In contrast, the midwives who considered excessive GWG problematic were concerned about maternal and foetal outcomes. There was a sense that the emphasis on GWG had been inappropriately played down over recent years. In addition, concern was expressed that excess GWG compounded associated problems for those already overweight or obese.
"“But I think wesort of ignore thefact that a lotof the girls havestarted heavier. We area fatter population sowe still have theproblem of really bigwomen being pregnant, andgetting to the endof the pregnancy theyhave other problems aswell they get toobig.” (Rural midwife 2)"
When midwives were prompted to identify important implications of excess GWG, the most common responses related to gestational diabetes, preeclampsia, inability to palpate the foetus and complicated deliveries. Two midwives mentioned foetal health implications, including macrosomia.
d. Limited resources toaddress GWG and lifestylebehaviours
The midwives identified a lack of time and resources, such as dietetic services, as key limitations enabling them to address healthy GWG and lifestyle issues with the women. Midwives are required to address a large number of issues during antenatal consultations including assessment of medical, family, pregnancy and psychological history as well as provision of pregnancy information, antenatal tests, procedures and bookings. Midwives considered they had limited time available for discussions about GWG and healthy lifestyle. The late timing of the first antenatal visits (often occurring after the first trimester) was sometimes seen to preclude education when it would have been most appropriate. In addition, a reluctance to bombard women with excess information influenced midwives’ decisions about what topics to discuss during visits.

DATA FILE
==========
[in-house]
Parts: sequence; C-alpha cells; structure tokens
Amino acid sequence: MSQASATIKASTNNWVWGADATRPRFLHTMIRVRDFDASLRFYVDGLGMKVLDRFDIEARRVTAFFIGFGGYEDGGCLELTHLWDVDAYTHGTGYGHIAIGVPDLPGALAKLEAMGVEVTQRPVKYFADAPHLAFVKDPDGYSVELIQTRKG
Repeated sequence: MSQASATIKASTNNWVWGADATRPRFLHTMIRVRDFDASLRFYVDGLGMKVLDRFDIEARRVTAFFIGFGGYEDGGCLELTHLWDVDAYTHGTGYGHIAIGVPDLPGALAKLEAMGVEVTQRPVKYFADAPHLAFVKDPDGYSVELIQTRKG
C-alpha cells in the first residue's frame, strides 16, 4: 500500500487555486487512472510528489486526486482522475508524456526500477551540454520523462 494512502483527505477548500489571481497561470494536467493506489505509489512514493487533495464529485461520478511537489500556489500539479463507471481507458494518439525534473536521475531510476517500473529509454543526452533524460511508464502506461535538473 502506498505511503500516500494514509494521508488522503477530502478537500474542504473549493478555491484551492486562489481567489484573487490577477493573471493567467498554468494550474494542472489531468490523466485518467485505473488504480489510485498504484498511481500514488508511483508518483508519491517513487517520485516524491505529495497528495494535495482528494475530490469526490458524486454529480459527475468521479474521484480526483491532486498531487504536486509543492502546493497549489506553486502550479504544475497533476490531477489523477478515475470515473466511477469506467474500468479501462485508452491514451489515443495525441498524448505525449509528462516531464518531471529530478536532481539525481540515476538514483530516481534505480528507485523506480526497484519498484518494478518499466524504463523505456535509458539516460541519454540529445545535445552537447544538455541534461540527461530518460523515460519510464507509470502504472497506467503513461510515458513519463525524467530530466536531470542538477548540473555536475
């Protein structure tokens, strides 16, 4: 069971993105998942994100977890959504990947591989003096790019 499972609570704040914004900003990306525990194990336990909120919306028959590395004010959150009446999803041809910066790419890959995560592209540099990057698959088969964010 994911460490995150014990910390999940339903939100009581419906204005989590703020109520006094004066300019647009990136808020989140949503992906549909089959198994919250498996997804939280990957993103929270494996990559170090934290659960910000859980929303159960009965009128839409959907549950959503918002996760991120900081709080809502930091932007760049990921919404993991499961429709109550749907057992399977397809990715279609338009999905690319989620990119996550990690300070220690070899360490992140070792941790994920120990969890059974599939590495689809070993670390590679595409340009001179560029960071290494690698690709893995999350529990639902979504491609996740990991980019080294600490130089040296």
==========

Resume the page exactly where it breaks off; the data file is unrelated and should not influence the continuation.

"“. when you’re ona time efficiency….you can’treally think of everytopic, because every topicin pregnancy has becomethe most important, becausethere’s always a smokingprocess going on. There’sthe alcohol intervention process,so everything becomes themost important thing inpregnancy.” (Urban midwife 5)"
"“.they are blown awayby how much wegive them in theearly visits.” (Urban midwife 1)"
As noted, the limited resources for dietetic and physiotherapy services were seen to constrain interventions for healthy GWG and lifestyle issues, reducing the ability for antenatal services to intervene even if a need was identified.
"“.our Dietetics have anappointment system .(and). thoseappointments are hard toget because they takea long time andby the time youget there you couldbe half way throughthe pregnancy. ” (Urbanmidwife 10)"
One midwife felt that the limited dietetic and physiotherapy resources available to them in the public health system has resulted in a redefinition of “at risk” or “healthy” pregnancy weight because only those women with BMIs
were chosen for interventions and education. Therefore women with BMIs 25 kg/m2
to 35 kg/m2
were redefined as “normal”.
"“.there’s a lot ofissues for women around…being fat and weightgain and pregnancy whichwe normalise” (Rural midwife1)"
Theme 2 Concern for physical and psychological health of pregnant women
Midwives articulated a concern for the physical and psychological health of pregnant women in general. However, their greatest concern was for possible psychological ramifications of weight related discussions and interventions.
a. Concern for thepsychological impacts of weightdiscussions and women’s inappropriateviews on weight gain
It was a common view among the midwives that many women were inappropriately concerned about putting on too much weight during pregnancy. This concern was mirrored in the antenatal weighing policy of one hospital [47